The opinion of the court was delivered by: JAMES B. MORAN
Plaintiff John Harper (Harper) files two motions against the Secretary of Health and Human Services (Secretary). The first requests this court to retain jurisdiction of plaintiff's administrative action against the Secretary so that a final judgment may be entered. The second requests attorney fees pursuant to the Equal Access to Justice Act (EAJA), 28 U.S.C. § 2412, for legal work done in connection with the administrative action. For reasons hereinafter set forth, we grant both motions and now enter a final judgment.
This case originated on January 28, 1987, when Harper filed an application with the Secretary for supplemental security income (SSI), pursuant to 42 U.S.C. § 1383, for disabling alcoholism. After two initial denials plaintiff's application was reviewed by an administrative law judge (ALJ) on September 15, 1988. The ALJ determined, pursuant to 20 C.F.R. § 416.1481, that plaintiff was not disabled or, alternatively, that any existing impairment did not impede plaintiff from performing work-related activities. The Appeals Council refused Harper's request for review. Thereafter, pursuant to 42 U.S.C. § 405, plaintiff sought judicial review in this court. On November 8, 1990, finding a lack of substantial evidence to support the Secretary's denial, we remanded the case for further consideration. See Harder v. Sullivan, No. 89 C 4374 (slip op., Nov. 8, 1990).
On July 16, 1991, some eight months after our remand and while the administrative proceedings were still pending, plaintiff filed a motion asking us to retain jurisdiction in light of the recent United States Supreme Court decision in Melkonyan v. Sullivan, 115 L. Ed. 2d 78, 111 S. Ct. 2157 (1991).
While this motion was being considered plaintiff prevailed in his administrative proceeding. He now urges this court to enter a final judgment and award attorney fees in the amount of $ 6,361.20.
The EAJA provides, in pertinent part:
(A) Except as otherwise specifically provided by statute, a court shall award to a prevailing party other than the United States fees and other expenses . . . incurred by that party in any civil action (other than cases sounding in tort), including proceedings for judicial review of agency action, brought by or against the United States in any court having jurisdiction of that action, unless the court finds that the position of the United States was substantially justified or that special circumstances make an award unjust.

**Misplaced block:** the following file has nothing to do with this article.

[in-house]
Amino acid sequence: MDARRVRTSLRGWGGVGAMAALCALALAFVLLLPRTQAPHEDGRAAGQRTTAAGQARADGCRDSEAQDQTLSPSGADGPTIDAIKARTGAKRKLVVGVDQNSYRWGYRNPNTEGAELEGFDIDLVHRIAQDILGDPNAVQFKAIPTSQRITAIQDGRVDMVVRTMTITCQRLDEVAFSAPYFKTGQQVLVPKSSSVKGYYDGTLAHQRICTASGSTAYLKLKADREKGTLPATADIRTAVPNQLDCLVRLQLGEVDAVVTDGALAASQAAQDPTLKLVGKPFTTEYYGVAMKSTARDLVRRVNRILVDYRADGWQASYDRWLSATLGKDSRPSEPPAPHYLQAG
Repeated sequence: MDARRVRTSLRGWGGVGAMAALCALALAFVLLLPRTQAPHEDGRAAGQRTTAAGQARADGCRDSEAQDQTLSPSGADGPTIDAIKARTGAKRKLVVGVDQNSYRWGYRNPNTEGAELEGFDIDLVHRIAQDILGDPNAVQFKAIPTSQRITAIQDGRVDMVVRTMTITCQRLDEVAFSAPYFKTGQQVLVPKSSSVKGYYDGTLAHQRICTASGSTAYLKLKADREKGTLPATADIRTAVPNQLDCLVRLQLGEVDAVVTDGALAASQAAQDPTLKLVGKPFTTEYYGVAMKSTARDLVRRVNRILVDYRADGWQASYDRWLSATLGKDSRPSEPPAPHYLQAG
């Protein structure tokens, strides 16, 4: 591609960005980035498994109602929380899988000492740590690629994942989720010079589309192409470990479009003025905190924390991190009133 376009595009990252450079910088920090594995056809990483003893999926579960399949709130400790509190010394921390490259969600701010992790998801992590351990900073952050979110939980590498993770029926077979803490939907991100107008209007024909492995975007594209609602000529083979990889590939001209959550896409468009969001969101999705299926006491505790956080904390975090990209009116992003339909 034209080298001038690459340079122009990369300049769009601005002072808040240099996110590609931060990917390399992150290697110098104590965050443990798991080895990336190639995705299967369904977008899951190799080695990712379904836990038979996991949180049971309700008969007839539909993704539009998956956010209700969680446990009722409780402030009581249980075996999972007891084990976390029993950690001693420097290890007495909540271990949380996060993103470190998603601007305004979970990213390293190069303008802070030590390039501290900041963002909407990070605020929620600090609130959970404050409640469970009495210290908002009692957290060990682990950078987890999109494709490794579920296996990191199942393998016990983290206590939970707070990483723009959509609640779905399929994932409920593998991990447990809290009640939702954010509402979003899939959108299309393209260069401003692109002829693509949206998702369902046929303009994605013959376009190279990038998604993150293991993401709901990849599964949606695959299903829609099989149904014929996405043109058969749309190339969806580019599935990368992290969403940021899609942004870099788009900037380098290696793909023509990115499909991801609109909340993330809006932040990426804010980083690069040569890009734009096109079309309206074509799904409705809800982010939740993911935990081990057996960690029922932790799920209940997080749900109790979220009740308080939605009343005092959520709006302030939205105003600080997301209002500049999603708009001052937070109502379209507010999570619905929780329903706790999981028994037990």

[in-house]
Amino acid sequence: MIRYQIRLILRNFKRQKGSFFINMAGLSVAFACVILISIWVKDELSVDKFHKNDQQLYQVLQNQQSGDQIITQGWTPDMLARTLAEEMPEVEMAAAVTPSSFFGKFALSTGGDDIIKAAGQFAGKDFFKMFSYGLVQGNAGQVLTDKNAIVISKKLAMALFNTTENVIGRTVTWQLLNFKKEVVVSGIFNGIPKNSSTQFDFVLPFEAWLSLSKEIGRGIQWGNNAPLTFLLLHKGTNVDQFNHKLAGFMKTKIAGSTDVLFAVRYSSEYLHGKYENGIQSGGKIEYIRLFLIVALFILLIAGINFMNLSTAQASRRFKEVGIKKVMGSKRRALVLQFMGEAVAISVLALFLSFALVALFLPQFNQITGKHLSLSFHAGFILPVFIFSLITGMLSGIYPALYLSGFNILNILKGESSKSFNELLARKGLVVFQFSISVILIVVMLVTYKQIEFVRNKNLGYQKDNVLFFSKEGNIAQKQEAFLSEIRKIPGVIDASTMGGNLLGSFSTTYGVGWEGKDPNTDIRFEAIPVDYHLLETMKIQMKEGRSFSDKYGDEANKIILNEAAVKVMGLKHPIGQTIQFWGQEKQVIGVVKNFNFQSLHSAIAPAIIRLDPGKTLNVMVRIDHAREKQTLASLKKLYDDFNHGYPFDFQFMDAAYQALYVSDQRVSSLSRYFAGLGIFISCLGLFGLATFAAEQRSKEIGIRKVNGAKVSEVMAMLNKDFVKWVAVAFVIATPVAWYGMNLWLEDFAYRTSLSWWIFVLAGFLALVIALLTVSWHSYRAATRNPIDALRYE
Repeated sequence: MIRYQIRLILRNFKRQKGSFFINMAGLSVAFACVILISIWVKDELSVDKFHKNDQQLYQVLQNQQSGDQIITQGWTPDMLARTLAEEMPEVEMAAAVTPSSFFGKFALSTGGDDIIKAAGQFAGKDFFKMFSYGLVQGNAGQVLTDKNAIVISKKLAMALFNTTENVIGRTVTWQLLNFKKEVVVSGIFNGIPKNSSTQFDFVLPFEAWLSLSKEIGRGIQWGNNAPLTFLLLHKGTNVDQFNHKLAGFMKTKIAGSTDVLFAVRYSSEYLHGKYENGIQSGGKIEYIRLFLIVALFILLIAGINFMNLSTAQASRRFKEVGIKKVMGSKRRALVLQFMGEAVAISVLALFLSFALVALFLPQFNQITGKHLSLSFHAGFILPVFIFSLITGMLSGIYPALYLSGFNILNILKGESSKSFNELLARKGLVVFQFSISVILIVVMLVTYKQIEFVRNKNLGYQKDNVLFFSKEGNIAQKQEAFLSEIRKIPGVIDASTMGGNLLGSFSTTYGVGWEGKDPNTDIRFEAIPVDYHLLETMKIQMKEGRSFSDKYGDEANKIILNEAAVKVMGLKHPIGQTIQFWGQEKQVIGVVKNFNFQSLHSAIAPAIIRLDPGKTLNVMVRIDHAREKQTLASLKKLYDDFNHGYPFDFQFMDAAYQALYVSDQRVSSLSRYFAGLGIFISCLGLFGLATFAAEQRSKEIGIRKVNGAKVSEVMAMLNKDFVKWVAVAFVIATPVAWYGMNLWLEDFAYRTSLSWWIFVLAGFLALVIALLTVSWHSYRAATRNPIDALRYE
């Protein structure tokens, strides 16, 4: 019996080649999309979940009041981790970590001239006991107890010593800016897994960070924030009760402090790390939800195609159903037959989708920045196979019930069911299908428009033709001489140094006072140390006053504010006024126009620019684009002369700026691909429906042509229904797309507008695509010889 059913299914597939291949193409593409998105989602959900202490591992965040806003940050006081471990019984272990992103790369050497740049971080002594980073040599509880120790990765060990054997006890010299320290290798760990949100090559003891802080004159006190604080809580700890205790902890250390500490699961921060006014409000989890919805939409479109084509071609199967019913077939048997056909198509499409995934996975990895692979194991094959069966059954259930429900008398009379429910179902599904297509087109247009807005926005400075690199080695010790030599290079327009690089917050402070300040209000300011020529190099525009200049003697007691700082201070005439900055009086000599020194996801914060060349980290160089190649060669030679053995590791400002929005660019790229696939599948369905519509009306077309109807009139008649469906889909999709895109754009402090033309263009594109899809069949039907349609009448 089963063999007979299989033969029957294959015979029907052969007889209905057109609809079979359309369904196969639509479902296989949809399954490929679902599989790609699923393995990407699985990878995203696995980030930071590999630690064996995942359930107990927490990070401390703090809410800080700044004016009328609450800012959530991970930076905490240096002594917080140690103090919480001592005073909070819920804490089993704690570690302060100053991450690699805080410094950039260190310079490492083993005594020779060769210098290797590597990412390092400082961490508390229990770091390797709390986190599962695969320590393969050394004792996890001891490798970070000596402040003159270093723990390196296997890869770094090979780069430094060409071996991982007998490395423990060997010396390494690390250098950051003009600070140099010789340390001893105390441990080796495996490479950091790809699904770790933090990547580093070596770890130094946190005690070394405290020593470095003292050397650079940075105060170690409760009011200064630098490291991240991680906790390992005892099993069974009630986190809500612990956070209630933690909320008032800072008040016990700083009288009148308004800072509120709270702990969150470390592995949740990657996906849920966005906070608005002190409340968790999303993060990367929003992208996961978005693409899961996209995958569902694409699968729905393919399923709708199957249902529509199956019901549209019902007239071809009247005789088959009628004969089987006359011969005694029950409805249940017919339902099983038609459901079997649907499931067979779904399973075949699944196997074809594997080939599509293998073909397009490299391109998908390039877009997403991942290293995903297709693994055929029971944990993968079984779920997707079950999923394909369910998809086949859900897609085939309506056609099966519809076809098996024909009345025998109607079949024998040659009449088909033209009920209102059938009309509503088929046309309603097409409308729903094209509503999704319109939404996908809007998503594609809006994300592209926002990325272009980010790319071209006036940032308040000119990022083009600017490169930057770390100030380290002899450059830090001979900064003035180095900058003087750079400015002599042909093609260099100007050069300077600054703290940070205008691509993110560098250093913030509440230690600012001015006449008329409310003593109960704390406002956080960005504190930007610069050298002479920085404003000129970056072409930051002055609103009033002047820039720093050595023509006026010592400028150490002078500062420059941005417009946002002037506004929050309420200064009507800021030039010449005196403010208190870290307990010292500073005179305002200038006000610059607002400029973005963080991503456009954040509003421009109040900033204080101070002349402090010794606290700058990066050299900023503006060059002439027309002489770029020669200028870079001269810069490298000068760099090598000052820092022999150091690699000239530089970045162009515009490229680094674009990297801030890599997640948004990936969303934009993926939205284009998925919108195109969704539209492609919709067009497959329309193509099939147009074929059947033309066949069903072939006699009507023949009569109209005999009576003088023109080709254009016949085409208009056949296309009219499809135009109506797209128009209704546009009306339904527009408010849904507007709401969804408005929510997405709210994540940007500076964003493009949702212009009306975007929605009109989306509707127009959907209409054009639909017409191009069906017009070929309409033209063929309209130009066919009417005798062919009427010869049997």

(B) A party seeking an award of fees and other expenses shall, within thirty days of final judgment in the action, submit to the court an application for fees and other expenses which shows that the party is a prevailing party and is eligible to receive an award under this subsection . . . .
28 U.S.C. § 2412(d)(1)(A),(B) (emphasis added).
Whether Harper can recover attorney fees under the above provision must be viewed in light of Melkonyan, supra. In Melkonyan, the petitioner was denied SSI disability benefits by the Secretary. As in the instant case, Melkonyan sought judicial review pursuant to 42 U.S.C. § 405(g). Prior to filing his complaint, Melkonyan filed a second application with the Secretary that included new evidence of his disability. The second application was approved. Thereafter, both Melkonyan and the Secretary moved for summary judgment on the initial application. Three months later, at the behest of both parties, the case was remanded for further consideration, without a ruling on either summary judgment motion. One month after the remand, the Secretary granted Melkonyan all the relief he had originally requested. One year later, Melkonyan applied for attorney fees under EAJA. The district court denied relief, based on its view that the Secretary's initial position was "substantially justified."
The Court of Appeals for the Ninth Circuit vacated the district court's judgment but denied Melkonyan relief on other grounds. The appellate court reasoned that a "final judgment," for purposes of triggering EAJA, was not when the district court remanded the case to the Secretary but, instead, was when the Secretary awarded Melkonyan all his requested relief. Since more than 30 days had expired since the Secretary's final decision, Melkonyan was denied attorney fees. See Melkonyan v. Heckler, 895 F.2d 556 (9th Cir. 1990).
The Supreme Court rejected the appellate court's interpretation of "final judgment" by scrutinizing the language of § 2412. The Court held that "'final judgment' for purposes of 28 U.S.C. § 2412(d)(1)(B) means a judgment rendered by a court that terminates the civil action for which EAJA fees may be received. The 30-day EAJA clock begins to run after the time to appeal that 'final judgment' has expired." Melkonyan, 111 S. Ct. at 2162.
The Court then considered whether a final judgment had been entered when the district court remanded Melkonyan's SSI claim to the Secretary. The Court made clear that there were only two types of remands under § 405(g). The first, which must accompany a final judgment, is ...